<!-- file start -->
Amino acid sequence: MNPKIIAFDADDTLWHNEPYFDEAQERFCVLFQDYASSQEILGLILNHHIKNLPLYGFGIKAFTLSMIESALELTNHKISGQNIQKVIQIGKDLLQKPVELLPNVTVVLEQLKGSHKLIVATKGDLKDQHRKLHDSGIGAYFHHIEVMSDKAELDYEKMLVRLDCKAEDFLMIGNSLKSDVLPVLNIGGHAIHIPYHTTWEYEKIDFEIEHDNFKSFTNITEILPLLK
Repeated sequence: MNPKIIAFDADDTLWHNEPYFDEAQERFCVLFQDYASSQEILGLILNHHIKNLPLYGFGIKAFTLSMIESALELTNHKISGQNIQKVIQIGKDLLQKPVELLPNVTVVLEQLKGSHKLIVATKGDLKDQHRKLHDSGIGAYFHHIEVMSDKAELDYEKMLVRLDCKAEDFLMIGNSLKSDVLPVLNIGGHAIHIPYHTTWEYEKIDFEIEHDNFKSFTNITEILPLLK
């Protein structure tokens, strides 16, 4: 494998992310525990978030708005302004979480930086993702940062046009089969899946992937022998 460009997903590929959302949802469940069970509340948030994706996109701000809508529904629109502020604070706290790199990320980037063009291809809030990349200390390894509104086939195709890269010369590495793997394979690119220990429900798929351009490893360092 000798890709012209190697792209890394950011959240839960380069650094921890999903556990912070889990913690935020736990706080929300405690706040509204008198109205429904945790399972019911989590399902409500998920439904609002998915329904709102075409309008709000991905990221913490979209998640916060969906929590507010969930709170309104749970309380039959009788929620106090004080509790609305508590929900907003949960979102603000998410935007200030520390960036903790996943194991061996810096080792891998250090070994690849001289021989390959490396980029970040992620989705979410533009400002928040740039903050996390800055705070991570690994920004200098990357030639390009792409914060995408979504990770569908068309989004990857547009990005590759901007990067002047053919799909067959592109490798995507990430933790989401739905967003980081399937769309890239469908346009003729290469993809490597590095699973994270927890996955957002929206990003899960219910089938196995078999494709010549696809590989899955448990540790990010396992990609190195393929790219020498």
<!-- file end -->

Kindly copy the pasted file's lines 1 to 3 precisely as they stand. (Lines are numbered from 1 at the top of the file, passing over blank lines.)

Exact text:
Amino acid sequence: MNPKIIAFDADDTLWHNEPYFDEAQERFCVLFQDYASSQEILGLILNHHIKNLPLYGFGIKAFTLSMIESALELTNHKISGQNIQKVIQIGKDLLQKPVELLPNVTVVLEQLKGSHKLIVATKGDLKDQHRKLHDSGIGAYFHHIEVMSDKAELDYEKMLVRLDCKAEDFLMIGNSLKSDVLPVLNIGGHAIHIPYHTTWEYEKIDFEIEHDNFKSFTNITEILPLLK
Repeated sequence: MNPKIIAFDADDTLWHNEPYFDEAQERFCVLFQDYASSQEILGLILNHHIKNLPLYGFGIKAFTLSMIESALELTNHKISGQNIQKVIQIGKDLLQKPVELLPNVTVVLEQLKGSHKLIVATKGDLKDQHRKLHDSGIGAYFHHIEVMSDKAELDYEKMLVRLDCKAEDFLMIGNSLKSDVLPVLNIGGHAIHIPYHTTWEYEKIDFEIEHDNFKSFTNITEILPLLK
């Protein structure tokens, strides 16, 4: 494998992310525990978030708005302004979480930086993702940062046009089969899946992937022998 460009997903590929959302949802469940069970509340948030994706996109701000809508529904629109502020604070706290790199990320980037063009291809809030990349200390390894509104086939195709890269010369590495793997394979690119220990429900798929351009490893360092 000798890709012209190697792209890394950011959240839960380069650094921890999903556990912070889990913690935020736990706080929300405690706040509204008198109205429904945790399972019911989590399902409500998920439904609002998915329904709102075409309008709000991905990221913490979209998640916060969906929590507010969930709170309104749970309380039959009788929620106090004080509790609305508590929900907003949960979102603000998410935007200030520390960036903790996943194991061996810096080792891998250090070994690849001289021989390959490396980029970040992620989705979410533009400002928040740039903050996390800055705070991570690994920004200098990357030639390009792409914060995408979504990770569908068309989004990857547009990005590759901007990067002047053919799909067959592109490798995507990430933790989401739905967003980081399937769309890239469908346009003729290469993809490597590095699973994270927890996955957002929206990003899960219910089938196995078999494709010549696809590989899955448990540790990010396992990609190195393929790219020498």